It Had Been Got At


This morning was overcast, very humid, and oppressive, presaging the rain that would barely dribble in this afternoon. My reluctant effort was to cut off a few dead tree branches that had been twisted by the wind, but not actually snapped off; and to wage continued war on the invading brambles along the back drive.

Later, the sun emerged, but the humidity had not declined, so I just took some photographs.

Petunias 1Petunias 2

Petunias were among those blooms that required a certain amount of dead-heading before I could make a close-up page without offending The Head Gardener’s beady eye.

Rose Emma Hamilton

Roses Emma Hamilton

Rose Hot Choco;ate

and Hot Chocolate are having another flush.

Meadow Brow butterfly on rudbeckia 1Meadow Brown butterfly on rudbeckia 2

I think the butterfly on these rudbeckias is a Meadow Brown.

Greenfinch fledgeling 1

The rustling sound of a scurrying creature outside the back door alerted me to the presence of this fledgling greenfinch.

Greenfinch fledgeling 2

Looking back forlornly and giving up an attempt to hide behind the can it turned around

Greenfinch fledgeling 3

and made for the closed kitchen door.

TheΒ wispy, tufted, Mohican hairstyle was reminiscent of the starling chicks emerging from our woodwork in June last year, but the lack of plumage around its head and neck suggested that it had been got at. Ejected from the nest, perhaps? Or maybe necking with the neighbours’ cat?

Whichever it was, I went inside to discuss remedial measures with Jackie. By this time the poor little creature was cowering on the doorstep. I couldn’t open the door without giving the bird another bash, so I walked round to the front door and Jackie opened the stable door round the other side of the kitchen. By this time our visitor had disappeared. We hope it survives.

This evening we dined on our second helpings of Mr Chatty Man Chan’s fare, followed by lemon tart and vanilla ice cream. Jackie drank Hoegaarden and I drank Old Crafty Hen.


  1. I think you have brought “joie de vivire” to a whole new, elegant and genuine level. Thank you for allowing me to catch a glimpse of it. Peace, Harlon

  2. Hot Chocolate — gorgeous blush! Soon, cold weather will be upon us, and hot cocoa will definitely be on my mind, as well.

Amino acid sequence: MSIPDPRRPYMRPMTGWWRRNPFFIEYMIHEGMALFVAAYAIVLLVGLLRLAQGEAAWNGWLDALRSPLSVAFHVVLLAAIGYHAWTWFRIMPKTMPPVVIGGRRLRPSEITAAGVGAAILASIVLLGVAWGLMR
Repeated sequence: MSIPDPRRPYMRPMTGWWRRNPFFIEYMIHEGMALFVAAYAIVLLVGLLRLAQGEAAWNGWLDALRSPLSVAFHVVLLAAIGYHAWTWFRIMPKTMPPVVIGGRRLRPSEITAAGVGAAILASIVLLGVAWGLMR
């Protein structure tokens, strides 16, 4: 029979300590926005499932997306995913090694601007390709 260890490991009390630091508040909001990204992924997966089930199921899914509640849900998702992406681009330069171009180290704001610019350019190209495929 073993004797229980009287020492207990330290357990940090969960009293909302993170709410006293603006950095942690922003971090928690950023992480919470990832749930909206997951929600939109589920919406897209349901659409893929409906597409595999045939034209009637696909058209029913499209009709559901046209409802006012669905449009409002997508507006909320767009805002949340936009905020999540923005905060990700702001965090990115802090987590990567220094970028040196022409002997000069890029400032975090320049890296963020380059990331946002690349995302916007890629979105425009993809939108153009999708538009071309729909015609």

I do enjoy your stories in pictures… Good luck, little Mohican chick!

  3. Like you, I just took a few photographs yesterday.

    The beady ‘eyes’ of the butterfly and the battered bird were looking at you too πŸ™‚

  4. You are really honing your technique with depth of field and clarity with your new camera. Those shots are divine. Not so the poor little finch, who looks like a poor motherless urchin.

  5. Hot Chocolate, wow! And your beautiful butterfly/moth. I bet the little bird got a talking to. It’s amazing how early some of them come from the nest. Its little Mohawk haircut was endearing…

  6. Aw, I am passing on commenting on your lovely flowers because I am so thinking of that little bird. I am hoping the disappearance means he flew off to gather strength. Don’t they just tug at your heart?

  7. Beautiful flowers. So sorry about the fledgling. By the look of the size of its wings, it can’t have flown out of the nest, so must have either fallen out or been pushed out by a sibling. As for its head, very young birds are pretty bald, but there is a disease that many small birds get (I’ve forgotten the name of it) that nake them lose head feathers. I hope it hopped to safety, but it’s unlikely it’ll survive unless its parent finds it. πŸ™

  8. My petunia blooms–after being happily around most of summer– were nibbled and gnawed by something which I never saw. The stems do not look hearty anymore.:( I like the eyes on the butterfly….and the uncertain bird’s saga.

  9. What a treat your photography! My petunias are all dead by now with the summer heat, impossible to keep them safe outside. How sad for the green finch. I hope the little one will find safety somewhere.

      1. I actually wondered about that possibility but put it aside as wishful thinking πŸ˜€ . Thank you a million times for that. The head gardener and you truly deserve that resourcing garden of yours. Hopefully no real harm will ever come to it despite small winds here and there πŸ™‚

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